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Background: Informal carers provide the majority of the support for persons with dementia living at home. Restrictions imposed due to COVID-19 have had a profound impact on the daily life of the entire population. This study provides insight into the impact of these restrictions on carers of people with dementia living at home. Design: Qualitative semi-structured interviews Participants: Purposive sample of carers who provide at least 10 hours of care a week for the person with dementia living at home. Setting: United Kingdom Results: Twenty-three carers were interviewed, and thematic analysis identified three main themes - Changes to daily life, impact on carer health and wellbeing and reduced support from health and social support networks. The results highlight the impact of restrictions imposed on daily life and routines due to the pandemic, wellbeing of carers, reduced social support, lack of access to health and care professionals and respite for carers. The restrictions have had negative consequences on carers’ wellbeing, and they have experienced difficulties in accessing formal care services and respite care. Conclusion: Carers attempt to continue to provide physical, emotional and practical support for persons with dementia in the community throughout the COVID-19 restrictions. To prevent a future carer crisis, carers need better support systems including formal carer services, telecare solutions that work for them and additional support for respite, as the restrictions from this pandemic continue.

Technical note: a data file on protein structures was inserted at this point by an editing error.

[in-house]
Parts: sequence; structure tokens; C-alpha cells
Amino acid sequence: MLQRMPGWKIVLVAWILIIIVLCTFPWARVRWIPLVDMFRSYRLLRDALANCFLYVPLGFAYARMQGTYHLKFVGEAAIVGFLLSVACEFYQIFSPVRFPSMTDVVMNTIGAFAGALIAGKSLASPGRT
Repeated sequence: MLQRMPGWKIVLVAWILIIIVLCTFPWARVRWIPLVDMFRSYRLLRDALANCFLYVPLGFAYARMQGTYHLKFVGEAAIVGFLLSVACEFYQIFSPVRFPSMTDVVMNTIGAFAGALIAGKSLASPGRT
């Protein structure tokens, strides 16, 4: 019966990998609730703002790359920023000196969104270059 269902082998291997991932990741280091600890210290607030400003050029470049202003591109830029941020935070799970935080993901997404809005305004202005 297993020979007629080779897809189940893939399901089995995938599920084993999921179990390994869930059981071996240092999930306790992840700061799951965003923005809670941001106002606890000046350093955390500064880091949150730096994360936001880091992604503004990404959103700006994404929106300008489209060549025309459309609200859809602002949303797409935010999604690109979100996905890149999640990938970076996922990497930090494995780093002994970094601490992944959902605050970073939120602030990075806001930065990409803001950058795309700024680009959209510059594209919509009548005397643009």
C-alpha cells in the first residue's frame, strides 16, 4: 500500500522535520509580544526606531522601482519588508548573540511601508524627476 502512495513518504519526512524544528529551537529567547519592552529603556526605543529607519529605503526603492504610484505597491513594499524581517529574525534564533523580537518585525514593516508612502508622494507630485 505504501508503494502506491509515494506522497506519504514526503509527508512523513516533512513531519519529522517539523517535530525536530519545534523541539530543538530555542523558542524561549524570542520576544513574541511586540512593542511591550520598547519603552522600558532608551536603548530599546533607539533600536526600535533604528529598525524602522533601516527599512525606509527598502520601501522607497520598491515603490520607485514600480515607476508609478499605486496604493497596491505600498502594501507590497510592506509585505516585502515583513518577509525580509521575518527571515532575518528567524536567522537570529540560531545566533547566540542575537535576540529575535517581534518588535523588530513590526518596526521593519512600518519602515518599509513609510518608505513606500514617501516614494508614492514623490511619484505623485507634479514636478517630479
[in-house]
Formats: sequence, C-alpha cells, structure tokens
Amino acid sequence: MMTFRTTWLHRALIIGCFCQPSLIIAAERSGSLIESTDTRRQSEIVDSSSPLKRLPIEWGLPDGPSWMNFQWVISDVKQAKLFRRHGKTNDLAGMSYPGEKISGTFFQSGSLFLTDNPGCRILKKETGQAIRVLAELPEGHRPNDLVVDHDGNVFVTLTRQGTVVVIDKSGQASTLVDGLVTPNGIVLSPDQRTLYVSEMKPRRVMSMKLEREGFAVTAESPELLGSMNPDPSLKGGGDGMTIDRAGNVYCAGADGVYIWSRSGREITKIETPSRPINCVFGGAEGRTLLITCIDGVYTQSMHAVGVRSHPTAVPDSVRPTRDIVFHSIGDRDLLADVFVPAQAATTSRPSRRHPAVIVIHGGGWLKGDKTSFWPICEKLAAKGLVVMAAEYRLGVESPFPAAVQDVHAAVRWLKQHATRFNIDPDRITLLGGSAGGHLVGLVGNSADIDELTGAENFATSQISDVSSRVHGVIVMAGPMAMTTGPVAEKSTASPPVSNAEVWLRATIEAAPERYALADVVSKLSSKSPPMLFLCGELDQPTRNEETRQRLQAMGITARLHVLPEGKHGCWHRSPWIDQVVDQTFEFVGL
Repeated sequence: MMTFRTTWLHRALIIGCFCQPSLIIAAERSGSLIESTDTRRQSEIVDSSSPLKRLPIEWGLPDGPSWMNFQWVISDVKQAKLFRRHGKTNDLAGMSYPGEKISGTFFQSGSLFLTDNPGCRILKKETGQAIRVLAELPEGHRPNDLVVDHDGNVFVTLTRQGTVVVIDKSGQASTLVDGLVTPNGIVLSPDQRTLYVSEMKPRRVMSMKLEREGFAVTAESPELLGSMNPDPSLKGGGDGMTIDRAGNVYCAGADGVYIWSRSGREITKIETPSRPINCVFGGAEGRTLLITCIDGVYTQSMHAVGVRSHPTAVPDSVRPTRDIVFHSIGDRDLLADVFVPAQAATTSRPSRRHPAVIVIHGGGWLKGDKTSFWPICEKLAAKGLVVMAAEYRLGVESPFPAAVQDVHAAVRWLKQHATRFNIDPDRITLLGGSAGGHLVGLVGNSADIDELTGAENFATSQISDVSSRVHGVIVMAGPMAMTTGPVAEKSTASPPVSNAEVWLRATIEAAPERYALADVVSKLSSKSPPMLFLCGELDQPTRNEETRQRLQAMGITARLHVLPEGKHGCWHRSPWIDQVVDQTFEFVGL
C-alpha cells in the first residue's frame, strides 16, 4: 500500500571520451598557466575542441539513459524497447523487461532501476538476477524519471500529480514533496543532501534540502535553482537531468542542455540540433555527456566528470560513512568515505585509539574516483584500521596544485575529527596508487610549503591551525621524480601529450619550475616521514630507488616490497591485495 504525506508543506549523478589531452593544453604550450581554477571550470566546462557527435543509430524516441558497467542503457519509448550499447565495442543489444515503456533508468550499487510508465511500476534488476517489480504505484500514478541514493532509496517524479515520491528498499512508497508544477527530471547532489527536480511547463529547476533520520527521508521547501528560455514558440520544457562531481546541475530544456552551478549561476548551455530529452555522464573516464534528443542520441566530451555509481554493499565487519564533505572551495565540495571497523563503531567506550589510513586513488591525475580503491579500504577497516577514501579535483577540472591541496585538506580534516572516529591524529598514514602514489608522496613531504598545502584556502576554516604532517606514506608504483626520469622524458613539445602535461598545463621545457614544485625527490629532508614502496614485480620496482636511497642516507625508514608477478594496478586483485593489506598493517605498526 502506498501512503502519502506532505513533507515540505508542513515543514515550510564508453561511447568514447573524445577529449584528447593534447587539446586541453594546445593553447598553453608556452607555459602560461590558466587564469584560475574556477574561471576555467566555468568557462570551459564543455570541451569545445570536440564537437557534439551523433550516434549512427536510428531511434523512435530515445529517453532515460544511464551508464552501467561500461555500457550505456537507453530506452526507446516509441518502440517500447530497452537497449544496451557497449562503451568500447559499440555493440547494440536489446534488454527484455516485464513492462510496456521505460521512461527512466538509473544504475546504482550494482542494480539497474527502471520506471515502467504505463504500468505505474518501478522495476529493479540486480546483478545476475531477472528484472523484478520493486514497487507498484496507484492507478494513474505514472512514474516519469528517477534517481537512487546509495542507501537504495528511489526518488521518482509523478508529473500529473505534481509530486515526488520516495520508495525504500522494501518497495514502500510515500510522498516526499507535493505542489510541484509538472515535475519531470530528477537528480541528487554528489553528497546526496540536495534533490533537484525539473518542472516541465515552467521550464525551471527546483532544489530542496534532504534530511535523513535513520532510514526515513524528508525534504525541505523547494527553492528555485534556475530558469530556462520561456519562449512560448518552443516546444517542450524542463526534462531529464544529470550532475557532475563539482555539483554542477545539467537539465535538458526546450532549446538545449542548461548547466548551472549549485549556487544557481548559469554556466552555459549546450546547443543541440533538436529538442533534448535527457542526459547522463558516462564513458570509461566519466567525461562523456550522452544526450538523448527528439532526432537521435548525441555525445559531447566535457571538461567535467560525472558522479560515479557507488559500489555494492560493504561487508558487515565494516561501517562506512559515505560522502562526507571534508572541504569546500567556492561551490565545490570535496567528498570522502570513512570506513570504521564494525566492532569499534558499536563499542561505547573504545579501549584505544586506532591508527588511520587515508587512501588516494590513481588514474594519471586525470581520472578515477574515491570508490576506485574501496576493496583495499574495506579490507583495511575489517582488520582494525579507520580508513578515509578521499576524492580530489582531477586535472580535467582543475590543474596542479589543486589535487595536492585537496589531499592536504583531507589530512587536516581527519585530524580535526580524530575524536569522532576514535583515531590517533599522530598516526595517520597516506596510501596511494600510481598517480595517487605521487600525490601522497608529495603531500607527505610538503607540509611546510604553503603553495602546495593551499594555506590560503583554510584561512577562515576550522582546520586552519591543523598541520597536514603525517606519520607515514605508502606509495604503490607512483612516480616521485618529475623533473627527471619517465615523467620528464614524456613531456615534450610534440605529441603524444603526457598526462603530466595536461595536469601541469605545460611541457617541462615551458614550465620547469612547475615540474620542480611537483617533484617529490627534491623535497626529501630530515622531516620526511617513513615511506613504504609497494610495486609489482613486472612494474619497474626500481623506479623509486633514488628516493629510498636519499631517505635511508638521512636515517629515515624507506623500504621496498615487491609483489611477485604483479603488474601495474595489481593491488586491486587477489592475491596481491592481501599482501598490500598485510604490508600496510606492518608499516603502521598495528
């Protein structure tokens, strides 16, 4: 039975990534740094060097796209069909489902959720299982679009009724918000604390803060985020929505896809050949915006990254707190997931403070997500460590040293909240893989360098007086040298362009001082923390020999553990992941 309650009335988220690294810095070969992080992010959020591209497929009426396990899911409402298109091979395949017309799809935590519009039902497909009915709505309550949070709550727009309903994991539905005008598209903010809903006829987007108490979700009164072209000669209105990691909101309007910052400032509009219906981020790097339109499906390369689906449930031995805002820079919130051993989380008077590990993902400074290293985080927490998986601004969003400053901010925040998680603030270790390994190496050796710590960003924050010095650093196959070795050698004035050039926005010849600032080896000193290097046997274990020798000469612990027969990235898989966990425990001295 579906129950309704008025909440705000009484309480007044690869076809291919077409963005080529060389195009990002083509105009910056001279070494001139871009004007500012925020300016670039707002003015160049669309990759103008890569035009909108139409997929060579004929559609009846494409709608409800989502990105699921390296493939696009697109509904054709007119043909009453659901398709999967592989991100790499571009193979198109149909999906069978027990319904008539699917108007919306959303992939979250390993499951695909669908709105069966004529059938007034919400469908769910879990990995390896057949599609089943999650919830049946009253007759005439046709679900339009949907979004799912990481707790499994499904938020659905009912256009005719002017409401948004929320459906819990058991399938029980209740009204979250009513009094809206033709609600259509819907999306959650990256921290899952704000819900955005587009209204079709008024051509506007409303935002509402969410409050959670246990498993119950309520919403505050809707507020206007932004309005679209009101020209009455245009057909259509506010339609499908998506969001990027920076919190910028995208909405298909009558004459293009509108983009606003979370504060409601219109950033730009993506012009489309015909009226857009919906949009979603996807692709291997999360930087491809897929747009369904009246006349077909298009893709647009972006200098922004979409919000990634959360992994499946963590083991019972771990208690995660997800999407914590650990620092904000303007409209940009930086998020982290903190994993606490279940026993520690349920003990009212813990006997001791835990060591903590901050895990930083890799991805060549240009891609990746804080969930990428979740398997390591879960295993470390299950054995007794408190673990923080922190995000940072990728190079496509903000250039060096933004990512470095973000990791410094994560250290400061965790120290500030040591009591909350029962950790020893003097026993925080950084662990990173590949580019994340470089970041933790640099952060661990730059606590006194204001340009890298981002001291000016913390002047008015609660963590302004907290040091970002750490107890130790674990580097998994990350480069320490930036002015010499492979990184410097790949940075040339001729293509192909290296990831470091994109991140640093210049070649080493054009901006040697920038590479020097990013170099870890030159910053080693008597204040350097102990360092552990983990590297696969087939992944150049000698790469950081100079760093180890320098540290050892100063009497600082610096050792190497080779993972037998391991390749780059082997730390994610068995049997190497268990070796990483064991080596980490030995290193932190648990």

Type

Journal article

Journal

Age and Ageing

Publisher

Oxford University Press (OUP)

Publication Date

28/06/2021